Sen. Marco RubioMarco Antonio RubioWhite House makes push for paid family leave and child care reform Tom Hanks weighs in on primary: 'Anybody can become president' GOP senator blocks bill aimed at preventing Russia election meddling MORE (R-Fla.) accused Sen. Chuck SchumerCharles (Chuck) Ellis SchumerSenate confirms Trump's nominee to lead FDA CEO group pushes Trump, Congress on paid family, medical leave Krystal Ball: Is this how Bernie Sanders will break the establishment? MORE on Wednesday of setting a “political trap” to implement immigration reform after President Obama leaves office.

USA TODAY asked Rubio for his reaction to Schumer's (D-N.Y.) proposal after he floated the idea on NBC’s “Meet the Press" on Sunday.


“I don’t think he thought that through. I think it’s something he offered up on the air in order to create a political trap,” Rubio said.

Schumer and Rubio were members of the Senate’s Gang of Eight that crafted the immigration reform bill the upper chamber passed in a 68-32 vote last June. 

"Many Republicans have said … they want to do immigration reform, but they don't trust the president to enforce the law, particularly the enforcement parts," Schumer said on Sunday. "So there's a simple solution. Let's enact the law this year, but simply not let it actually start 'til 2017 — after President Obama's term is over."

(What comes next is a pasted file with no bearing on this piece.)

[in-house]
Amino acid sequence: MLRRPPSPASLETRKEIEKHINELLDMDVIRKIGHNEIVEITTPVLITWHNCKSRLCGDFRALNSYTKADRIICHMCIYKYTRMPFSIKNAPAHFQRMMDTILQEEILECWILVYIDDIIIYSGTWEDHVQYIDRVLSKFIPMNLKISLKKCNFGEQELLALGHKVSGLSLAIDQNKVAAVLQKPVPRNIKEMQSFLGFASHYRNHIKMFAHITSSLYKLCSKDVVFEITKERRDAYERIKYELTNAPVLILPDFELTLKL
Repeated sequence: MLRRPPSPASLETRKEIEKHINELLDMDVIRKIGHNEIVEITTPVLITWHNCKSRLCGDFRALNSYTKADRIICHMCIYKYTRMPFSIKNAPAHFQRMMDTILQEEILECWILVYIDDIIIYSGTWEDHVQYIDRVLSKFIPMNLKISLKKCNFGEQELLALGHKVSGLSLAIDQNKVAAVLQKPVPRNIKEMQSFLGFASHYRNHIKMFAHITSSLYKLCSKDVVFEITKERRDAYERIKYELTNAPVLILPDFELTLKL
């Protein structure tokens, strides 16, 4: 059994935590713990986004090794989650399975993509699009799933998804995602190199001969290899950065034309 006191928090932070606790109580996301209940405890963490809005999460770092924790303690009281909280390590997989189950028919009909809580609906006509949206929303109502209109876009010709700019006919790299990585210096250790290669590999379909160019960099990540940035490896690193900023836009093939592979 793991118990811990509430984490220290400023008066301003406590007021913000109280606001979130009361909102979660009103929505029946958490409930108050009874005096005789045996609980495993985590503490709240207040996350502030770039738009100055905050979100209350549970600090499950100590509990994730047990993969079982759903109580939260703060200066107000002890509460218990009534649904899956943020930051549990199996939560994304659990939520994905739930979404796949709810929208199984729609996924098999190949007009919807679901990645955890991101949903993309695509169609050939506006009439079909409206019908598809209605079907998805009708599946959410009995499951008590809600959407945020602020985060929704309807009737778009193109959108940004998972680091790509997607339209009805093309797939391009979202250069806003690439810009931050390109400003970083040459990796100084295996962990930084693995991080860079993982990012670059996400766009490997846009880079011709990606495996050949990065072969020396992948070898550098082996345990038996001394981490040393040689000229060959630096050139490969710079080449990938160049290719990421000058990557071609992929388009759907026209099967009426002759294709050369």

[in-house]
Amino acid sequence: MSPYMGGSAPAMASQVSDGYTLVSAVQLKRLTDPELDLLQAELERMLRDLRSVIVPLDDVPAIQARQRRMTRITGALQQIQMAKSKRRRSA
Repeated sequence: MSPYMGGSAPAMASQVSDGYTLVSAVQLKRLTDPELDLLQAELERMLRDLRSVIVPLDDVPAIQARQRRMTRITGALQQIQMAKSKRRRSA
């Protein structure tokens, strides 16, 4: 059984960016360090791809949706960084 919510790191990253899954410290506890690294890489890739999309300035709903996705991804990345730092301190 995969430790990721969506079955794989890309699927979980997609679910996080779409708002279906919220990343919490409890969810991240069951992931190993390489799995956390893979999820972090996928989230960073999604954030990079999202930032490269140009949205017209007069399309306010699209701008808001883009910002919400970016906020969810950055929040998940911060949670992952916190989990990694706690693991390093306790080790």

Schumer's comment came just days after Speaker John Boehner (R-Ohio) said the GOP doesn’t trust Obama with implementing the law as it was originally intended.

House Majority Whip Kevin McCarthy (R-Calif.) said Schumer’s plan was an admission that the Obama administration has become an obstacle on the issue.

Rep. Luis GutierrezLuis Vicente GutierrezDemocrats rally behind incumbents as Lipinski takes liberal fire Dem leader says party can include abortion opponents DHS to make migrants wait in Mexico while asylum claims processed MORE (D-Ill.) endorsed Schumer’s idea on Wednesday.

“That’s really what was going to happen anyway. Why? Because if the president were to sign the bill tomorrow, it would take over two years between the signing of the bill and the moment any benefit [would happen] … I think it’s a good deal because it was what it was going to happen anyway,” he said on C-SPAN. 

Despite working on the Senate-passed comprehensive bill that would have overhauled the immigration system, Rubio suggested the Republicans’ piecemeal approach might be more effective.  

“This idea that you either pass one big massive bill or nothing at all, this all-or-nothing approach is going to lead us right back to where we’ve been for 12 years. Nothing,” Rubio said. “All-or-nothing will lead to nothing."